At the conclusion of the conference, Maass gave the closing remarks. Despite the wisdom I walked away with on his craft advice, I only found myself in partial agreement with his industry advice.
He emphasized again the importance of cross-genre works and even spoke of things moving beyond genre categorization – a stance I’ve been championing for a year or so. I firmly believe Amazon type algorithms will outweigh and in some ways replace the often silly categorization that characterizes genre today. Rarely will people drill down to fiction>romance>supernatural>erotica>vampire on some list before they will click on the “if you liked this” link. This naturally further validates cross-genre writing. You want to be on an “if you liked you might also like” for as many readers as possible.
Maass then went on to cite a study that reportedly told us how books were discovered by readers. The study listed displays and signs in brick and mortar stores as being a bigger contributing factor than social media, word of mouth, newspaper ads and a whole host of other methods. Okay, now recall what was said earlier.
Earlier, we had books “with legs” slowly percolating to the top before reaching their stride. Then we had the flash in the pan formulaic books hitting that list and dropping off quickly. Are we to believe the books “with legs” slowly percolated through signs in the windows of brick and mortar stores? How long do they keep those displays up? Aren’t these more suited for the flash-in-the-pan books? Won’t the long-road success of the critically acclaimed mostly come about through word of mouth?
Look, Amazon is a BEAST. Why? Point and click delivery. “You might like this” one clicks as opposed to wandering aimlessly along aisles of hopefully-shelved-correctly books. Digital isn’t simply the future, it is increasingly the only way to shop. That is why they dominate the market at the moment. That and the growing tide that is eBooks.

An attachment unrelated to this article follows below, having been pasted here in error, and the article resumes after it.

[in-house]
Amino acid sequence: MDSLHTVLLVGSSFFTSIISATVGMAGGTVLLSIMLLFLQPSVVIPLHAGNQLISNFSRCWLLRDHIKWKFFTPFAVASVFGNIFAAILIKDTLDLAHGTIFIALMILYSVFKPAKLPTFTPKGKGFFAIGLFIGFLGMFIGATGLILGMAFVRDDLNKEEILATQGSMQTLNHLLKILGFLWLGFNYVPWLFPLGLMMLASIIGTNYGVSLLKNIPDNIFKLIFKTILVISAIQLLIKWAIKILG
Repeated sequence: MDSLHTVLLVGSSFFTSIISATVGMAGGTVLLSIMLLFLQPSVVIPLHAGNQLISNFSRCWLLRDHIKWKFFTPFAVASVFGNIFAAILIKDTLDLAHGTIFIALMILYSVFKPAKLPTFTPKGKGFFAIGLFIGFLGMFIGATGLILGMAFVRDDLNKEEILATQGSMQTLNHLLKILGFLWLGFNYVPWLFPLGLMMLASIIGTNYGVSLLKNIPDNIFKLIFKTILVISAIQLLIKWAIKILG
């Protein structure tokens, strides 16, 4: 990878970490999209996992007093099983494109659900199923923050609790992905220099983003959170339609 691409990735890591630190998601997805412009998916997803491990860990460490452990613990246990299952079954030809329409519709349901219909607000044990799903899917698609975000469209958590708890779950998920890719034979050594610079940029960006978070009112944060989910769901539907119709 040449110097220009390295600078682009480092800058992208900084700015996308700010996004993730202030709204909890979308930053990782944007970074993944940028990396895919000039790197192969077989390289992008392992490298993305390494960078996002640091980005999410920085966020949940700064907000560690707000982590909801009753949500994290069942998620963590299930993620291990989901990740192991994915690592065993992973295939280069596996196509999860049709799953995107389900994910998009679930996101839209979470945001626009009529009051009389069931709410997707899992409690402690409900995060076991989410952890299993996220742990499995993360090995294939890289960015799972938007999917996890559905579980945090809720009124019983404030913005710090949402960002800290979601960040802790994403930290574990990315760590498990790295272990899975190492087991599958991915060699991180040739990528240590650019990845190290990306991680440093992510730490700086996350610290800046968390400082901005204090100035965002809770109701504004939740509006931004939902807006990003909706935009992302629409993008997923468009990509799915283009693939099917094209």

eBooks kill regular books hands down on everything but experience and that experience is increasingly turning into nostalgia.
Here’s what it will take – a single generation of kids growing up without books. And don’t look now but that generation is upon us. Public schools in my area no longer give out textbooks. Kids are expected to go online to view lessons or are encouraged to bring devices. These kids will become accustomed to screens. If they are readers, that is how they will pursue their hobby.
Then there are the logistics. Distribution – money – space. You don’t need a warehouse. You don’t need to fell a forest. You don’t commit the heresy of destroying un-purchased copies. You don’t pay for shipping and the carbon footprint for shuffling a few kilobytes along the digital highway has to be infinitesimally smaller than loading up cargo planes, semis, and delivery trucks and sending them coast to coast.
Anyone clinging to the idea that brick and mortar stores aren’t living on borrowed time is wandering around with blinders on. Don’t be that person. I’m not saying brick and mortar are going away tomorrow, but you, your agent, your publisher better be planning for a completely digital future right around the corner.